After my recent visit in 2014, it is very frustrating to observe that Alaçatı is falling victim to the Bodrum syndrome or the general Turkish idea of a summer resort in the sense of "discover, overbuild and destroy". Alaçatı was a small village in the Çeşme peninsula, known only by local Izmirites and dedicated wind surfers. However, when the “highway to the beach” aka İzmir-Çeşme highway has been built, it has been transformed to the most popular boutique destination in Turkey given its closeness to the İzmir airport. Then, to the dismay of İzmir’s locals who complain that Istanbulers ruined the placeJ, (who can blame them?), the opening of Taş Otel, now a classic of Alaçatı, changed the village forever. After that, many of the buildings that are examples of Greek masonry have been renovated to now serve as boutique hotels, restaurants and cafés.
|Views from various antique stores in Alaçatı.|
Thanks to a visionary municipal administration that forbade the use of plastic chairs and tables and enforcing the turning down of music after 12 at night Alaçatı was cool for a while. It did not fall victim to the usual concrete boom in coastal towns and mass tourism in general. However, the big rentier absorped from high prices of accommodation and restaurants served as a strong drive for the locals who are simple farmers and small shopowners. Tyring to benefit from the Alaçatı craze, they started to give their homes to investors who started to offer cheaper places to stay, eat and shop. Sniffing opportunity, big investors also built lucrative port projects. One is the Marina in Çeşme and the other is Port Alaçatı. Today, it changed so much that it is possible to shop from the same chain towel and sheet stores in Istanbul in Alaçatı while enjoying a second class restaurant and staying in a second class hotel. In the late hours of the night, the main street of Alaçatı is inaccessible from all the chairs and tables of cafes. It is made all the more difficult as grandmas with crying children in strollers enjoy a suffocating walk among people. The crowds extend to the once quiet back streets of Hacı Memiş. All of this makes you think that Ildırı, 16 km away may be a better choice to stay.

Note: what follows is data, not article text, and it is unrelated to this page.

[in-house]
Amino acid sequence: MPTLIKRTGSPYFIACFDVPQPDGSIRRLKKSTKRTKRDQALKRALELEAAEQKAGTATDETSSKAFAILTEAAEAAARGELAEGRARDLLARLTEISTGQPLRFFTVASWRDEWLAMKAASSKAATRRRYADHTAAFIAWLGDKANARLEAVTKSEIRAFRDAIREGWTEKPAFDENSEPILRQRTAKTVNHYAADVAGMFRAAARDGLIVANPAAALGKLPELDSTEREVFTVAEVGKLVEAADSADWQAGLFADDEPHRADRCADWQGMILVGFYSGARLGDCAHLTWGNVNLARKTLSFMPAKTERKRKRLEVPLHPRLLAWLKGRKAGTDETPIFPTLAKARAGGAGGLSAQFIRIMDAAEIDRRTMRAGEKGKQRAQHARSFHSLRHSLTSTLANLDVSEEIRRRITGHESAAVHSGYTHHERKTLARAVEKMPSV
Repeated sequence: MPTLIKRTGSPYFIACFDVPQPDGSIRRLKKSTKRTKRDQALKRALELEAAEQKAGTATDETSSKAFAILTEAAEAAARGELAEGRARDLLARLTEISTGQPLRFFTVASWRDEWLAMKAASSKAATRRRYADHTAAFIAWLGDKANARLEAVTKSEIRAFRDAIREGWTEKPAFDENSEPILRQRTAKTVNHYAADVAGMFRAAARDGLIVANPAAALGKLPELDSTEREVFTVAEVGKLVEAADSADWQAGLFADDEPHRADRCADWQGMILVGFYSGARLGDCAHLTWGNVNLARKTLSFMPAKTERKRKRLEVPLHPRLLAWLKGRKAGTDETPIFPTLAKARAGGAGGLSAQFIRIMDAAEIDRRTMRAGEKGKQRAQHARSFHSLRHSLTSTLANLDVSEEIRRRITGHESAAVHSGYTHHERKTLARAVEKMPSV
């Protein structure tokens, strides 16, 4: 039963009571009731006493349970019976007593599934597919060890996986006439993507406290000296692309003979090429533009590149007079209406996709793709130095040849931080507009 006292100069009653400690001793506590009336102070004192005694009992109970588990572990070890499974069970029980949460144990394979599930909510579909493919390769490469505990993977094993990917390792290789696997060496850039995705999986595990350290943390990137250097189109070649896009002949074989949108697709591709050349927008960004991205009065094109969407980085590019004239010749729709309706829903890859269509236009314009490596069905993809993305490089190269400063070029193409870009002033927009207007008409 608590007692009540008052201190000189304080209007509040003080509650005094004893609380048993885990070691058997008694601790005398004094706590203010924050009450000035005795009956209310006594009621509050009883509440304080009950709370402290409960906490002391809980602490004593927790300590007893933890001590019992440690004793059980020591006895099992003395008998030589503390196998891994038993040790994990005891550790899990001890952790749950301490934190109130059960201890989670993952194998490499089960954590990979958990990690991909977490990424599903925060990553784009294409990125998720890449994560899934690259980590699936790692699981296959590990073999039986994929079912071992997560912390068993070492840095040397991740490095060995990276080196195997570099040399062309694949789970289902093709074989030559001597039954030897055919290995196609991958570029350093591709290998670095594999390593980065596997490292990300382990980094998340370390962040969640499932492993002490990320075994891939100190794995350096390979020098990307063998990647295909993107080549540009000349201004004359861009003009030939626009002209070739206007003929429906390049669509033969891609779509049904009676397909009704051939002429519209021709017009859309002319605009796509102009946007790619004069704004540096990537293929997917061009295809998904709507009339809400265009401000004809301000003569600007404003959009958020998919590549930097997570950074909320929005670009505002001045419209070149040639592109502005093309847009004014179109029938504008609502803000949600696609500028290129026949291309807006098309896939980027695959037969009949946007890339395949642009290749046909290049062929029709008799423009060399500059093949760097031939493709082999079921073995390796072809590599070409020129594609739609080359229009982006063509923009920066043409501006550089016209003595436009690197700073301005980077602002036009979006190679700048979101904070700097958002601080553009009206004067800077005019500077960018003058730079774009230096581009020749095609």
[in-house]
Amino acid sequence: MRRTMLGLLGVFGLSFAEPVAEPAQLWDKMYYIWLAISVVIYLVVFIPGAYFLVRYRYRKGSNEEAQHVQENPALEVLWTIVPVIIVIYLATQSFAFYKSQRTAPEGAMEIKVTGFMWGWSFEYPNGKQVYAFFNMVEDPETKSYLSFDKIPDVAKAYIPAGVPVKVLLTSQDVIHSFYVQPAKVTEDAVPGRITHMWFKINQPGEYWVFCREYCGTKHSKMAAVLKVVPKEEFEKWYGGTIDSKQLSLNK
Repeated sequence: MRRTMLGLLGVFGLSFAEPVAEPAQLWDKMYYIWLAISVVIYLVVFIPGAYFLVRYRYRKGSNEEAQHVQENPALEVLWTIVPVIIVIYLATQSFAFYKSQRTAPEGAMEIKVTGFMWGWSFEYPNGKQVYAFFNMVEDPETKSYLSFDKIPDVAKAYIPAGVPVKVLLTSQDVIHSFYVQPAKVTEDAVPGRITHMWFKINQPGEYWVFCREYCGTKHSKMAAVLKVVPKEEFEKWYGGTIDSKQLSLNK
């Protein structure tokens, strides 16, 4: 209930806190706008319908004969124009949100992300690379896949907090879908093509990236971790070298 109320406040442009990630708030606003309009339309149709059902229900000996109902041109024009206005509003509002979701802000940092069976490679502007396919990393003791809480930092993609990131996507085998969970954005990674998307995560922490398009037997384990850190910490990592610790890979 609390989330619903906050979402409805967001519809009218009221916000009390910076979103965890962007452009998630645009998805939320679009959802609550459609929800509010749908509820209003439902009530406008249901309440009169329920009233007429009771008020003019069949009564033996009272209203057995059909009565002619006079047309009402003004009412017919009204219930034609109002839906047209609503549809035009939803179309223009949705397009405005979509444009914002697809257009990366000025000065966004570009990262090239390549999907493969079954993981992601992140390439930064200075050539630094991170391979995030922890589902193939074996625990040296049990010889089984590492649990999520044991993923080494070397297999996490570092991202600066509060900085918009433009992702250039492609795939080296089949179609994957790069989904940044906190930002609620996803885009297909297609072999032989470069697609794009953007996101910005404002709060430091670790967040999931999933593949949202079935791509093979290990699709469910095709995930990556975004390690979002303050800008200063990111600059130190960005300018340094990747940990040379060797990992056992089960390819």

|You can rent one of these "lounges" at Fun Beach, Altınkum, Çeşme.|
|Stuffed muscles come with lemon, plastic bag |
(for trash) and cologne towels.
|This is Nusret from Ilıca, selling apple candy.|
If you decide to ignore the crowds in Alaçatı and decide to experience the peninsula to the full, a car is a MUST. My entourage in the peninsula usually starts with an arrival dinner at Dalyan north of Alaçatı. The place to go is Cevat’ın Yeri (Tel: 0232-7247045) located on the very left end of the tiny strait like “dalyan”. As you sit across the cutest Coast Goard office in the country and look at the lighthouse, you enjoy the freshest fish and tasteful mezes. Cevat’ın Yeri is not cheap but it’s a classic. On the way back, indulge in the pastries of Reyhan Pattiserie at Ilıca Hotel in Ilıca.
|The lovely café of Sailors Otel in Alaçatı.|
|Aqua at Şifne bay in Çeşme.|
|The famous mojitos of Aqua in Şifne bay, Çeşme.|